“What if life isn’t something that happens *on* a planet, but is something that happens *to* a planet? What if the planet itself is alive?” Thus begins one of the many intriguing thought exercises in astrobiologist David Grinspoon’s new book, Earth in Human Hands (available Dec. 6, 2016). David has long been a friend of the show, in large part because he possesses a unique ability to bring the geologic imagination to life. His approach to the Anthropocene READ MORE
Sometime in the near geological future, the landscape of life on earth as we know it will be transformed. It’s a mass extinction, and it’s only happened five times before in Earth’s history. There have been severe ice ages, perplexing loses of oxygen from our oceans, massive volcanic eruptions, meteor impacts. And now, we’re on the precipice of a sixth mass extinction… and it’s nothing like our planet has ever seen before. In Season 8’s final episode, producer Miles Traer dives into the sixth mass extinction: Are we in it? What can the previous mass extinctions teach us about READ MORE
How did life begin on Earth? Curiously, scientists often search for the answer on other planets or moons in our solar system. After all, if we want to see whether our theories are right, we need to find another example of life somewhere. The search has taken us to some strange places seemingly frozen in time that give us hints to what Earth looked like billions of years ago when life first appeared in the geologic record: places like Mars that show evidence of fossil oceans, and places like Saturn’s moon, Enceladus, that show evidence of liquid water oceans containing organic READ MORE
This week we bring you an intergenerational conversation featuring David Suzuki, who is a Canadian scientist, activist, and media figure. Since the 1970s, Suzuki has hosted both radio and television shows about the natural world and environmental issues. A self-described “elder,” Suzuki READ MORE
“In Asia or Africa around 60 million years ago, snakes became more venomous, though scientists aren’t quite sure why then and there.” Sometimes understanding global environmental change requires that we simply know how nature works. And not just the pleasant side of nature, but all of it. When we look back through the wonders of READ MORE
There are billions of microbes both in and on our bodies. These invisible organisms form complex ecosystems, which are passed on to us as infants through breast milk, help digest food in our guts, and may even be correlated with a growing list of health conditions like obesity, chronic fatigue syndrome, and autism. It’s no exaggeration to say that human life would not be possible without the microbiome. Science writer Ed Yong READ MORE
The microbiome is the term doctors use to describe the countless organisms each one of us carries in and on our bodies. In the last few years there’s been an explosion of research around how the gut microbiome is linked with our health. As Microbiologist Justin Sonnenburg tells producer Anna Lee, our microbiomes are like the control center of our bodies, affecting cognition, digestion, mood, and overall wellbeing. READ MORE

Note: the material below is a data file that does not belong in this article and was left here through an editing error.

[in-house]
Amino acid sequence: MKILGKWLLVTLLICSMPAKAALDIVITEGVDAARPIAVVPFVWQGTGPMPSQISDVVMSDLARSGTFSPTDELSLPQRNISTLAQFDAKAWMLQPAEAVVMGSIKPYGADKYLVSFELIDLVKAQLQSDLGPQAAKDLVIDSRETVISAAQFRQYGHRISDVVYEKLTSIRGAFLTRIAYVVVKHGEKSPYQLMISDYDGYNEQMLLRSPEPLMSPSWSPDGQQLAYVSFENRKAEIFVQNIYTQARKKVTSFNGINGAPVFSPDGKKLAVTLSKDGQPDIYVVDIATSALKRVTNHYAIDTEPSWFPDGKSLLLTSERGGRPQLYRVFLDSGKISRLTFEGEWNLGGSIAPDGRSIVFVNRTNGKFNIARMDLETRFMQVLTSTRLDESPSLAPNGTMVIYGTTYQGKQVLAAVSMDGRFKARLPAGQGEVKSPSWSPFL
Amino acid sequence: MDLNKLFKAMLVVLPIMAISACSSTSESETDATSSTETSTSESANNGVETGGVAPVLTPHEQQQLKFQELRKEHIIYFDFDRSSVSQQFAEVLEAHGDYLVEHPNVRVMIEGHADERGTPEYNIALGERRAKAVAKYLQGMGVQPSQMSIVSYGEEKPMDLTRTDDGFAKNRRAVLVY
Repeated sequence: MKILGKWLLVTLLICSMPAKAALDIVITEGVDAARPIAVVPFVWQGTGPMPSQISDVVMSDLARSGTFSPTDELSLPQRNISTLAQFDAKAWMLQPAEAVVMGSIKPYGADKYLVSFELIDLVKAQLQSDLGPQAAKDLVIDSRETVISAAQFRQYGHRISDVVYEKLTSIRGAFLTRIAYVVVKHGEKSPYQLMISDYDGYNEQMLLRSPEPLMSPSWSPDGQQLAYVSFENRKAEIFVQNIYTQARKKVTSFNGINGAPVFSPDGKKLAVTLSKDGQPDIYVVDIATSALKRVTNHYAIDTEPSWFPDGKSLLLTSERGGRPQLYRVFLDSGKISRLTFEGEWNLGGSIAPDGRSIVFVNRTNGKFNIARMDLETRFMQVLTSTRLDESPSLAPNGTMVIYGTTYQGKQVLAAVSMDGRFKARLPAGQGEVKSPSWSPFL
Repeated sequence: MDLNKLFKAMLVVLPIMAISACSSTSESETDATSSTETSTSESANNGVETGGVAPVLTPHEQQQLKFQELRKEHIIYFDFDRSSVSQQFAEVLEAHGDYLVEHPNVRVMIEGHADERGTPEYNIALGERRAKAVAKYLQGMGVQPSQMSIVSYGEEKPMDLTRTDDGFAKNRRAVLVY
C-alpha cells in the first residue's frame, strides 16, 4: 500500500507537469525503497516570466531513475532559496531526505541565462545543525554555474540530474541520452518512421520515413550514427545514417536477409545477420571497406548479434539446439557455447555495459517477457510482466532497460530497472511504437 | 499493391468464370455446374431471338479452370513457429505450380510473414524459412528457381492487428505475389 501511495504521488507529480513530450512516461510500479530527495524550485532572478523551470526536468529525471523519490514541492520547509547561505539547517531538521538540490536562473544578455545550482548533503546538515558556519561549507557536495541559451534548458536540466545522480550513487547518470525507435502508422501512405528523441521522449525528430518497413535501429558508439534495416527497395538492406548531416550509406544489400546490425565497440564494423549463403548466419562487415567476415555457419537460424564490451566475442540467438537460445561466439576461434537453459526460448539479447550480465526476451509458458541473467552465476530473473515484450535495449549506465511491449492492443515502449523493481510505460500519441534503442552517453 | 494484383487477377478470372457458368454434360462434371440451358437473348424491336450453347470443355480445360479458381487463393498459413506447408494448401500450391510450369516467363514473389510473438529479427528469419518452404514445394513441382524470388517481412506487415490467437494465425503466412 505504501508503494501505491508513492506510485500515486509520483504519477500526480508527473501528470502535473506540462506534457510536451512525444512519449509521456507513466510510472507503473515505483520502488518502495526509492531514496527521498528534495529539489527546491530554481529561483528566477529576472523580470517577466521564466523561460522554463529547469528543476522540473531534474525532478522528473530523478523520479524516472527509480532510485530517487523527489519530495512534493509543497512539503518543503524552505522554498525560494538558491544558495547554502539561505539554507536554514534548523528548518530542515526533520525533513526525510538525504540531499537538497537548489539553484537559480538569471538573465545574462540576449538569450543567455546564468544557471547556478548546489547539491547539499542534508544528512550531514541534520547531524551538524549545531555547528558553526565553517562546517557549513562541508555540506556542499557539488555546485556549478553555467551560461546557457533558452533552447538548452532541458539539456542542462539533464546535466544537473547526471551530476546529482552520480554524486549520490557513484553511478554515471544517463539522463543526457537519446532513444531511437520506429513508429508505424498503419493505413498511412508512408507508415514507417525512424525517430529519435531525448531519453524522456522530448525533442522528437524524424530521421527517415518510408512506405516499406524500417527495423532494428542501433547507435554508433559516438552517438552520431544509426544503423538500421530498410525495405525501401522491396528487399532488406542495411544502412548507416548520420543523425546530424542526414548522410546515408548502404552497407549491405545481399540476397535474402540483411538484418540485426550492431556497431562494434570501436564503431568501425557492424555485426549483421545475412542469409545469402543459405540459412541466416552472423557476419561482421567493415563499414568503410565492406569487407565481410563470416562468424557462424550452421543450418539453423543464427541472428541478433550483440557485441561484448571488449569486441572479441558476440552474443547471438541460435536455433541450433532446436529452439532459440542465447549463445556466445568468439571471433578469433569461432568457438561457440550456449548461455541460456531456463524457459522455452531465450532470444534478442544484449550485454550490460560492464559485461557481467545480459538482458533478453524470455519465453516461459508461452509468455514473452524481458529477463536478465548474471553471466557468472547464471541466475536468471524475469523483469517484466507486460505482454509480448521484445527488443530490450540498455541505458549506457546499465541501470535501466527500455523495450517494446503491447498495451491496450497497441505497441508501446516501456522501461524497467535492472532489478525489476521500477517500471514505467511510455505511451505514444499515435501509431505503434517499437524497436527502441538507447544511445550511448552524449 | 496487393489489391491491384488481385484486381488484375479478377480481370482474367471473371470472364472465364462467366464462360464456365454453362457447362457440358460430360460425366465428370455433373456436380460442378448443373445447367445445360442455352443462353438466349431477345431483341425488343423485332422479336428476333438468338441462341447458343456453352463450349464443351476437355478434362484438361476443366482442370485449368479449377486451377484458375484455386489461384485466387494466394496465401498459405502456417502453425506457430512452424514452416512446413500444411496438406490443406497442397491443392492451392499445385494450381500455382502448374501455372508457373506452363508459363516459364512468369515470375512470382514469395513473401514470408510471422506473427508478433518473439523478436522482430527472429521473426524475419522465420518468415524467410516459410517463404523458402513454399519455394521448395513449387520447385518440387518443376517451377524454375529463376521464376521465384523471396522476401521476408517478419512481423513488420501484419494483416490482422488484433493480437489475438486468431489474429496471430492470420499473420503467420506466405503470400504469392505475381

Over the course of our show, we’ve recorded quite a few interviews covering climate change, from abrupt climate shifts, to sea level rise, to the link between climate and human conflict, to how food systems are responding to warmer temperatures, to climate change on other planets… the list goes on. But one thing we haven’t done? We haven’t tackled the most querie READ MORE
Fire is evolving. The three necessary ingredients for fire – heat, fuel, and oxygen – each appeared at different times in geological history, meaning that fire wasn’t always around on Earth’s surface. Fire historian Steve Pyne describes the origin and evolution of fire over the past 420 millions years on Earth, including history’s true Promethean moment.
In a bonus segment, producer Mike Osborne chats with paleoclimate scientist Jud Partin about his new publication exploring the Younger Dryas, the most recent time in Earth’s history to experience abrupt climate change. Hear Jud describe what happened as Earth left the last ice age and why he’s still optimistic about abrupt climate change today.
This episode was produced by Leslie Chang, Mike Osborne, and Miles Traer.
Additional music by Kevin MacLeod (License available here)
At the dawn of the agricultural revolution, humans began to tinker with our seeds. Over millennia, we’ve managed to breed plants for selective traits and grow more food. As certain crops now dominate our agricultural fields, what will happen to all of those original seeds – and their genetic information – that were used to create our modern food system? We travel to the extreme northern latitudes and visit the Svalbard Global Seed Vault to see how they are trying to curate our changing seeds. In our second story, we see that humans aren’t the only force that tinkers with seeds. With climate change, certain crops might adapt their own biology to warmer conditions. Cassava, a major food staple worldwide that feeds over one billion people, has already shown the potential to adapt in a strange way – by producing more cyanide. We speak with biologist Ros Gleadow to explore the complex relationship with climate change and the changing biology of cassava.